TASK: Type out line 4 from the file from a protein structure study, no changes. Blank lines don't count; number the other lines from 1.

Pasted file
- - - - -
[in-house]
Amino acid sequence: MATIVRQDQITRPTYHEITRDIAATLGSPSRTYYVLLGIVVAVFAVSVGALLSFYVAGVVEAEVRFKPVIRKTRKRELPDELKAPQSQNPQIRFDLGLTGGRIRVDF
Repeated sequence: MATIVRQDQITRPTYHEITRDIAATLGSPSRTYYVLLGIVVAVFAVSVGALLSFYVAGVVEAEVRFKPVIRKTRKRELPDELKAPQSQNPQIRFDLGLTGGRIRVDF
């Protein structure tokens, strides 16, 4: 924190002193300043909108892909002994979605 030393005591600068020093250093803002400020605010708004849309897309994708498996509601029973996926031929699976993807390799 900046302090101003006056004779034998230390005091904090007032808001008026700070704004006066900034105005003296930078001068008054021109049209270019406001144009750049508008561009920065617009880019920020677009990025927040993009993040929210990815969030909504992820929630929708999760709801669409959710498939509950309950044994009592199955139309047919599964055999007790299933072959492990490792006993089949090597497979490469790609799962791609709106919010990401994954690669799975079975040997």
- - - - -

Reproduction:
């Protein structure tokens, strides 16, 4: 924190002193300043909108892909002994979605 030393005591600068020093250093803002400020605010708004849309897309994708498996509601029973996926031929699976993807390799 900046302090101003006056004779034998230390005091904090007032808001008026700070704004006066900034105005003296930078001068008054021109049209270019406001144009750049508008561009920065617009880019920020677009990025927040993009993040929210990815969030909504992820929630929708999760709801669409959710498939509950309950044994009592199955139309047919599964055999007790299933072959492990490792006993089949090597497979490469790609799962791609709106919010990401994954690669799975079975040997």